By Kurt Jensen, Catholic News Service

Copyright ©2019 Catholic News Service/U.S. Conference of Catholic Bishops

Monthly List of Recent Film Ratings (June 2015)

CNS classifications: A-I: general patronage; A-II: adults and adolescents; A-III: adults; L: limited adult audience, films whose problematic content many adults would find troubling; O: morally offensive.
MPAA ratings: G: general audiences. All ages admitted; PG: parental guidance suggested. Some material may not be suitable for children; PG-13: parents strongly cautioned. Some material may be inappropriate for children under 13; R: restricted. Under 17 requires accompanying parent or adult guardian; NC-17: no one 17 and under admitted.

The Age of Adaline, A-III (PG-13)
Aloha, A-II (PG-13)
Avengers: Age of Ultron, A-III (PG-13)
The Awakening, A-III (R)
Begin Again, A-III (R)
Chappie, L (R)
Child 44, A-III (R)
Cinderella, A-I (PG)
The D Train, O (R)
Danny Collins, A-III (R)
The Divergent Series: Insurgent, A-III (PG-13)
Do You Believe?, A-II (PG-13)
Dream House, L (PG-13)
The DUFF, A-III (PG-13)
Ex Machina, O (R)
Far from the Madding Crowd, A-II (PG-13)
Focus, L (R)
Furious 7, A-III (PG-13)
Get Hard, O (R)
The Gunman, L (R)
Home, A-I (PG)
Hot Pursuit, A-III (PG-13)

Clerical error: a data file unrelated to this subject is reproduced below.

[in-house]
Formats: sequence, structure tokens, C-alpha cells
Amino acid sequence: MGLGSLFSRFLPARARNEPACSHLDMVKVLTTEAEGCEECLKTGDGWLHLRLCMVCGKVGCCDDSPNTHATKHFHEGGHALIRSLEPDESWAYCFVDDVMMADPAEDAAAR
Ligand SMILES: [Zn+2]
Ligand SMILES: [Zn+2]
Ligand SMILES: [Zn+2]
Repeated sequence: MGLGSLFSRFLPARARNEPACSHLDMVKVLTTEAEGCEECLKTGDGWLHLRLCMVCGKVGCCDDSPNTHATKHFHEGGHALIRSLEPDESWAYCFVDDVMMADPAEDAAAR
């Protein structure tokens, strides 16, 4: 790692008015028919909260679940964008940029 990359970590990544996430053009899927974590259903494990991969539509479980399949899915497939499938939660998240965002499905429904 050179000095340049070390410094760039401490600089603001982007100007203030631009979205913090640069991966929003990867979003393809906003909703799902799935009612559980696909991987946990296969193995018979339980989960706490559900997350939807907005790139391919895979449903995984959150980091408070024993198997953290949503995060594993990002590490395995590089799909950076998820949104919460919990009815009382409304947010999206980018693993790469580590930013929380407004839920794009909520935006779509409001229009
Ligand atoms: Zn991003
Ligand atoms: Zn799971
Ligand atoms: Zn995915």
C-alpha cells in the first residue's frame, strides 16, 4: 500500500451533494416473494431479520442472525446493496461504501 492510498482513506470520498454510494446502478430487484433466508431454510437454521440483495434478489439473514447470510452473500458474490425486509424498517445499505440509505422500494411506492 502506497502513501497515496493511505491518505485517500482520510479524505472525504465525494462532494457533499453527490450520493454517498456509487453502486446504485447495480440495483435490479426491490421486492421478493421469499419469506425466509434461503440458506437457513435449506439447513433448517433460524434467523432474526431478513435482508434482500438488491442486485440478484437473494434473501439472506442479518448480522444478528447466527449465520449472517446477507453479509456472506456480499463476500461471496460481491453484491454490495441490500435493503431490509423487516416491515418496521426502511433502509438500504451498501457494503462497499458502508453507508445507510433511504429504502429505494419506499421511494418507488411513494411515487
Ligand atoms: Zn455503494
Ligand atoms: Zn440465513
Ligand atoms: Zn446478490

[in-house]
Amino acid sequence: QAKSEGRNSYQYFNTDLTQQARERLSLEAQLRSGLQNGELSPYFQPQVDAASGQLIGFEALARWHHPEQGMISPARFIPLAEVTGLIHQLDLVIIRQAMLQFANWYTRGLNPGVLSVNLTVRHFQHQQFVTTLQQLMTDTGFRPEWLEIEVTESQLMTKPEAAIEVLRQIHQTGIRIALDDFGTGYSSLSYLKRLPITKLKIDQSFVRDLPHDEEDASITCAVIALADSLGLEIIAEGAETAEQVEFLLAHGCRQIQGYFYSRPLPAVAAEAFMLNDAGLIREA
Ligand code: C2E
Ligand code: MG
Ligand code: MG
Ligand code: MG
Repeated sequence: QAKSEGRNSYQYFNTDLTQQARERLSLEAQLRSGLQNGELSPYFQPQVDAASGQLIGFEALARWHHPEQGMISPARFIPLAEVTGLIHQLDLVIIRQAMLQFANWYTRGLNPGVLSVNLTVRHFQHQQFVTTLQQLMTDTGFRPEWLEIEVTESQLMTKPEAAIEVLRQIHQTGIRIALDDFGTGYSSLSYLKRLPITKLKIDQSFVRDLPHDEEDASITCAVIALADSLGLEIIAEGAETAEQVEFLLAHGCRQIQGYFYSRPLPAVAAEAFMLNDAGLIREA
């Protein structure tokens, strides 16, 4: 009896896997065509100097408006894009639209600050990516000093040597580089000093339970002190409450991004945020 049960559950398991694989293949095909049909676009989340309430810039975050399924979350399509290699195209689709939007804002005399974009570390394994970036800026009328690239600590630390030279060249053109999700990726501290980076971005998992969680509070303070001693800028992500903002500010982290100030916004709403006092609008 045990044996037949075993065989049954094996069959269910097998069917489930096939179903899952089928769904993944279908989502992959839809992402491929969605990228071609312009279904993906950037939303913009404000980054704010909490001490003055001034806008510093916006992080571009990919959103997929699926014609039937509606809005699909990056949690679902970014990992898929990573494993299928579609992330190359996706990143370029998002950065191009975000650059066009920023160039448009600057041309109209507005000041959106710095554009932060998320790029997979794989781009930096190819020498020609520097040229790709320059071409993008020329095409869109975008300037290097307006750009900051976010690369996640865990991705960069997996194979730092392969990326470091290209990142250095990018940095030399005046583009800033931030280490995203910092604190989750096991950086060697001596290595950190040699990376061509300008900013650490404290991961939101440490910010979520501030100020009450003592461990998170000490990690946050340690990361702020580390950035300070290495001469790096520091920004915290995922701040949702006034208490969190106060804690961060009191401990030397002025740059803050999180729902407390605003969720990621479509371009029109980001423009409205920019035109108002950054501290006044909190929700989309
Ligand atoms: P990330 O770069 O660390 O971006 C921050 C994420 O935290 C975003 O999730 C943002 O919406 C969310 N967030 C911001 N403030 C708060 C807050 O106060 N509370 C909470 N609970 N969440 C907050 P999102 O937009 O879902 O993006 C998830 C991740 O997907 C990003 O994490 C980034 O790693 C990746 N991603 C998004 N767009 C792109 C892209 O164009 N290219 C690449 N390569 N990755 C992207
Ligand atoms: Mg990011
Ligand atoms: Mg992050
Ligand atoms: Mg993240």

It Follows, O (R)
Jupiter Ascending, A-III (PG-13)
Kingsman: The Secret Service, A-III (R)
The Last Exorcism Part II, L (PG-13)
The Lazarus Effect, A-III (PG-13)
Little Boy, A-II (PG-13)
The Longest Ride, A-III (PG-13)
Mad Max: Fury Road, L (R)
Marie's Story, A-II (not rated)
McFarland, USA, A-II (PG)
Monkey Kingdom, A-I (G)
Paul Blart: Mall Cop 2, A-I (PG)
Pitch Perfect 2, A-III (PG-13)
Poltergeist, A-III (PG-13)
Project Almanac, A-III (PG-13)
The Pyramid, A-III (R)
Run All Night, L (R)
San Andreas, A-III (PG-13)
The Second Best Exotic Marigold Hotel, A-III (PG)
Seventh Son, A-II (PG-13)
The SpongeBob Movie: Sponge Out of Water, A-I (PG)
Tomorrowland, A-II (PG)
The Trip to Italy, A-III (not rated)
True Story, A-III (R)
Unfinished Business, O (R)
Unfriended, O (R)
The Water Diviner, A-III (R)
Woman in Gold, A-II (PG-13)

Copyright (c) 2015 Catholic News Service/U.S. Conference of Catholic Bishops